At this time of uncertainty, the feeling that you are heading into the unknown may be strong. For recent graduates it will truly resonate – graduating in itself is an immense moment of change and upheaval and adding a global pandemic to the mix may amplify the unknownness even further. For this first blog on Tripp's Virtual Hub, three practitioners, and graduates of the BA Professional Practice (Arts and Creative Industries) programme at Middlesex University, share their thoughts on ‘transitioning into the unknown’ offering proactive and thoughtful perspectives. Lorien, Serina and Sophie’s artistic discussion offers a point of connection for practitioners and artists across all fields and (we hope) will be a provocation for your own thoughts and conversations.
Published here are the first parts of their entries, and please feel free to journey to their separate blogging spaces to indulge further. We welcome and encourage responses to the subject matter, so do contact us if you wish to share your thoughts and ideas with us.
So what's next?
by Lorien Tear
Honestly I have spent the majority of January feeling completely lost and wondering what to do. I have completed a 50 mile running challenge, baked cakes and bread, looked into multiple new progression routes, including becoming a paramedic, completed multiple art pieces, watched unhealthy amounts of Grey’s Anatomy and felt generally down...
And then I returned to the arts and it may not have solved my problem of not knowing what is next but all of a sudden the storm cleared and there was focus again. There are so many reasons using the arts, in this case, acting, can help. For me there's the act of setting a goal, the discovery, the improvement, the reaching out and networking and hopefully the achievement.
by Serina Faull
I ask myself this most days. Now that my intake (September 2019) have unofficially graduated from our BA (Hons) course, where we submitted all of our work nearly a month ago, the question ponders as to what we do with ourselves; now that the workload of studying has diminished into thin air. Many students all over the world may be feeling lost post-graduation, especially due to the unprecedented job climate which has been made even more tricky to navigate through during these pandemic times.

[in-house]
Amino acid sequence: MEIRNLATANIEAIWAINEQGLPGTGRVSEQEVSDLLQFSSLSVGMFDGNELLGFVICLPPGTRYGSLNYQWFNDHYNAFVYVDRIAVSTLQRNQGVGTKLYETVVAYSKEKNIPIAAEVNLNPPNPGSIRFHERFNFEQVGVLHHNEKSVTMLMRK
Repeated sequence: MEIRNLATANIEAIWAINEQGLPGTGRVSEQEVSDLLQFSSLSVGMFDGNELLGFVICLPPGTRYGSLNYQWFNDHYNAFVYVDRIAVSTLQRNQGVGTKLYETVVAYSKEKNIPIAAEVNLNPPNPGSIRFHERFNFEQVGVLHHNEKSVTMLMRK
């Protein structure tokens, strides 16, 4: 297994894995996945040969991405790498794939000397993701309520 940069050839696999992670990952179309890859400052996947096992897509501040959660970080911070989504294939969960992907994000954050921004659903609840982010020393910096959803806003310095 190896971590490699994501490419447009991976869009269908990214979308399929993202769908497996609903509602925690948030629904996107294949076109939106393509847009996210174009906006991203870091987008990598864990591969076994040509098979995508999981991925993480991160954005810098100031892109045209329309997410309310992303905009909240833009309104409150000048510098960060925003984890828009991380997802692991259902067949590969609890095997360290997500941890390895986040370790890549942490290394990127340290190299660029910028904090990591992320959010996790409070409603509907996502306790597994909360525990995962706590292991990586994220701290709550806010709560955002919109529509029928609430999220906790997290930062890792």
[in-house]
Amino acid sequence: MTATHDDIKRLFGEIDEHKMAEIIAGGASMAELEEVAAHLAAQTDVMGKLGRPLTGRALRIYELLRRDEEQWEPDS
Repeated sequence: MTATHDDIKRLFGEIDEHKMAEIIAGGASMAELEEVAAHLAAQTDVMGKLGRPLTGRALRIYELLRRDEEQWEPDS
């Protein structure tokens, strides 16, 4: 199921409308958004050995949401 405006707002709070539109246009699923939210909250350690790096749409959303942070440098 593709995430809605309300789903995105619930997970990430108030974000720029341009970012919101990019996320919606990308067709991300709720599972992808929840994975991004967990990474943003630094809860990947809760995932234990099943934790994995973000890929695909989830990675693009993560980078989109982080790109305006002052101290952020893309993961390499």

Studying professional practice allowed me to discover the value of my practice and its newfound potential for growth. As I was preparing my final oral presentation, I really wanted to hone into how I will use my research project to carry myself into the future. What transferable skills from the course can guide me into this transition period? The unknown is a concept that we have had to emerge ourselves into, however uncomfortable that may feel. It seems as though this course was made for this pandemic! Every skill that is taught in BA PP: self-reflection, learning cycles, community and connectivity, is more relevant and prevalent now than ever.
I am guilty of over-thinking.
I am guilty of being a 'worrier'.
I am guilty of trying to run before I can walk.
I am guilty of trying to take control over things I have no control over.
by Sophie Coster
So what is the answer? Well, I don’t think it’s nearly that simple but I do like the following quote, spoken by John Allen Paulo: “Uncertainty is the only certainty there is.” (Paulo, 1945, as cited in Hayes, 2020).
A quote which for myself prompts an air of acceptance. We know what we resist persists and the struggle to fix, correct or control is almost a pointless pursuit.
I must reference a conversation I had with a fellow ex performer, who only yesterday described that they were starting to feel more at peace than they had done in years. They account this relief to the acceptance that things just are just as they are. What can we do about it? For my friend, each day previously was spent scouring auditions and comparing success to others in the rat race of theatre. Perhaps the fact that work is so scarce for EVERYONE in fact takes away that torture of human comparison, thus enforcing the reassessment of our priorities.